The man who left life as a barrister to become British envoy to Afghanistan
William Macnaghten could have been a renowned in the legal profession in his native Ulster
‘Remnants of an Army’ by Elizabeth Butler portraying William Brydon arriving at the gates of Jalalabad as one of the only survivors of a 16,500 strong evacuation from Kabul in January, 1842. Photograph: Wikicommons
In a high, narrow valley at the heart of the Hindu Kush mountains lies the city of Kabul. It is more than 3,500 years old and sits at the crossroads of Asia. The capital of Afghanistan since 1776, it was home to the nominal ruler of the nation and remains the country’s most profitable region. In the mid-19th century it found itself squeezed between two rival expansionist powers, the Russian Empire of Tsar Nicholas I and the British East India Company, which then controlled a large portion of the Indian sub-continent.
Both entities were suspicious of each other’s motives and their long standing attempts to gain regional hegemony over their competitors became known as “the Great Game” in Britain and “the Tournament of Shadows” in Russia. Those at the Russian court believed the empire had the right to continual expansion into central and eastern Asia, a concept they referred to as their “special mission to the east”.
However, The British East India Company was determined to protect its commercial interests and trade monopolies in the region and sought to create a series of subservient buffer states or “protectorates” in central Asia that would keep the Russians at a safe distance. This included Afghanistan.
The company was the most powerful corporate entity in history. By 1803 it boasted a private army of 260,000 men, a monopoly on the export of tea and numerous other goods from the continent, the right to collect its own taxes and even to declare war. It was effectively an “empire within an empire” run by a board of directors and administered by an ever growing number of ambitious bureaucrats, many of whom were Irish. One individual who played a prominent role in what would become known as the first Anglo-Afghan War was William Hay Mcnaghten, the second son of an Antrim barrister who had served as a senior judge in Madras (modern Chennai) and Calcutta (Kolkata).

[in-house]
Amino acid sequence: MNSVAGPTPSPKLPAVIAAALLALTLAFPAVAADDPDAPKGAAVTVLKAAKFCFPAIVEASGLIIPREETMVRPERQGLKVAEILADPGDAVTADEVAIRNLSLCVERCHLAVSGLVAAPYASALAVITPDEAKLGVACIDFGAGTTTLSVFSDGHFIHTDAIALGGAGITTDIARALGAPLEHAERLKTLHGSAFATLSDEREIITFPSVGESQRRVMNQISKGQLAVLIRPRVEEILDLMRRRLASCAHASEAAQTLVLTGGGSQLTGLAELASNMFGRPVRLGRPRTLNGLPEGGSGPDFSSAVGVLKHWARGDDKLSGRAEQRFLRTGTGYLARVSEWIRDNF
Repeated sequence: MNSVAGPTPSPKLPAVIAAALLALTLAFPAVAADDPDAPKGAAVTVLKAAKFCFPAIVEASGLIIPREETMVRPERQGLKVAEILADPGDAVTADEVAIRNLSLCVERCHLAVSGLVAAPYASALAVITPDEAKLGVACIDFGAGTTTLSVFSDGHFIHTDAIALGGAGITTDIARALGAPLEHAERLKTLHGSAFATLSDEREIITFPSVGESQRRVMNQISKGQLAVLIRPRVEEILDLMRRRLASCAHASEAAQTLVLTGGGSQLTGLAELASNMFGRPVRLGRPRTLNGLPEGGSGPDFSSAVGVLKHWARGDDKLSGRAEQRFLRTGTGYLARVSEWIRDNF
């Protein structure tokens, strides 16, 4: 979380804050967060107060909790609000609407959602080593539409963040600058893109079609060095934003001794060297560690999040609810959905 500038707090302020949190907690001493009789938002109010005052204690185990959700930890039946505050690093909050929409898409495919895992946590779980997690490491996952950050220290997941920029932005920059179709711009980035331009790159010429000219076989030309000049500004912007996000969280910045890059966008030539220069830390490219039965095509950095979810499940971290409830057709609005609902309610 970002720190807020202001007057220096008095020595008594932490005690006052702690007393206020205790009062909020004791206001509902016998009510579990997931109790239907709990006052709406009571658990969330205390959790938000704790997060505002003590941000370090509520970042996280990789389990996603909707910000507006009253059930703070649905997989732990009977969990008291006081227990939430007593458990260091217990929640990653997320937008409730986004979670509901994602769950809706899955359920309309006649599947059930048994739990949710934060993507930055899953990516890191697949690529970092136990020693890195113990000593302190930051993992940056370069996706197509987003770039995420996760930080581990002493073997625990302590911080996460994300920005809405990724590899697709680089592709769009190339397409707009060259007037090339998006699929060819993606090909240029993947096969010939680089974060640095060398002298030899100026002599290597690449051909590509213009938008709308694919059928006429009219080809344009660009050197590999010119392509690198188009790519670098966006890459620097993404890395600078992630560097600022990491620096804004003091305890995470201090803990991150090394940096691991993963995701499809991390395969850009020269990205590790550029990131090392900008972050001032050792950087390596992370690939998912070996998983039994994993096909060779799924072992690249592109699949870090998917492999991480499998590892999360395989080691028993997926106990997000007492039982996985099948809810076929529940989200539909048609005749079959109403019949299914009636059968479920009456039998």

He was born in 1793. Mcnaghten completed his private education in Great Britain by 1809 and then enlisted as a cadet in the company’s private army. He was stationed with the 4th Cavalry at the court of the Nizam of Hyderabad from 1811-12 and developed a proficiency in a number of the local languages including Hindustani, Persian, Telegu, Kanarese and Marathi. He ended his military career in 1814 and instead secured an appointment in the Bengal Civil Service. Much like his father he proved himself a capable lawyer and rose quickly through the ranks of the legal profession. His linguistic abilities also allowed him to translate and record the religious laws then in effect in locally.
His Principles and Precedents of Moohummudan (Islamic) law (1825) and Principles and Precedents of Hindu law (1829) were widely acclaimed by his contemporaries and used as standard reference documents by the colonial courts for decades. He even translated and published a four volume translation of One Thousand and One Nights.